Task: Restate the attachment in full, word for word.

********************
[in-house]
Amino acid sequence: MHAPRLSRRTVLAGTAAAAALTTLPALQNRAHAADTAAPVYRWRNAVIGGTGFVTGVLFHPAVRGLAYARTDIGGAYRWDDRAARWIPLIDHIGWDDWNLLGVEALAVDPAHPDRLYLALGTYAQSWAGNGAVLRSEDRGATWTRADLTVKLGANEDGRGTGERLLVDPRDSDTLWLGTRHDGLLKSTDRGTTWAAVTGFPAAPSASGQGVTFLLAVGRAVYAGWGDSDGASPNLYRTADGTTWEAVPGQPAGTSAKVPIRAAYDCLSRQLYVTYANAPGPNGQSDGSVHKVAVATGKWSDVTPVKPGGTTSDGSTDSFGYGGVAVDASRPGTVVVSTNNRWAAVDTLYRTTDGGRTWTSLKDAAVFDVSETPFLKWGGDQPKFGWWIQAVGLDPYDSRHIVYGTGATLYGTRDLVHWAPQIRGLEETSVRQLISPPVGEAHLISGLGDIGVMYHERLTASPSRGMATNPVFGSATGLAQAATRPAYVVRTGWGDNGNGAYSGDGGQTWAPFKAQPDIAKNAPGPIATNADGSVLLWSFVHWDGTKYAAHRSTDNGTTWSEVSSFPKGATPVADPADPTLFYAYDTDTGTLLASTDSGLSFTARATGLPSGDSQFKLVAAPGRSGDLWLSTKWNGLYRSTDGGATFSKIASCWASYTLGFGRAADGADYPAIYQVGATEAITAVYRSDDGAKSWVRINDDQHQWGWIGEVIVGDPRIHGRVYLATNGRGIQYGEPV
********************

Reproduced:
[in-house]
Amino acid sequence: MHAPRLSRRTVLAGTAAAAALTTLPALQNRAHAADTAAPVYRWRNAVIGGTGFVTGVLFHPAVRGLAYARTDIGGAYRWDDRAARWIPLIDHIGWDDWNLLGVEALAVDPAHPDRLYLALGTYAQSWAGNGAVLRSEDRGATWTRADLTVKLGANEDGRGTGERLLVDPRDSDTLWLGTRHDGLLKSTDRGTTWAAVTGFPAAPSASGQGVTFLLAVGRAVYAGWGDSDGASPNLYRTADGTTWEAVPGQPAGTSAKVPIRAAYDCLSRQLYVTYANAPGPNGQSDGSVHKVAVATGKWSDVTPVKPGGTTSDGSTDSFGYGGVAVDASRPGTVVVSTNNRWAAVDTLYRTTDGGRTWTSLKDAAVFDVSETPFLKWGGDQPKFGWWIQAVGLDPYDSRHIVYGTGATLYGTRDLVHWAPQIRGLEETSVRQLISPPVGEAHLISGLGDIGVMYHERLTASPSRGMATNPVFGSATGLAQAATRPAYVVRTGWGDNGNGAYSGDGGQTWAPFKAQPDIAKNAPGPIATNADGSVLLWSFVHWDGTKYAAHRSTDNGTTWSEVSSFPKGATPVADPADPTLFYAYDTDTGTLLASTDSGLSFTARATGLPSGDSQFKLVAAPGRSGDLWLSTKWNGLYRSTDGGATFSKIASCWASYTLGFGRAADGADYPAIYQVGATEAITAVYRSDDGAKSWVRINDDQHQWGWIGEVIVGDPRIHGRVYLATNGRGIQYGEPV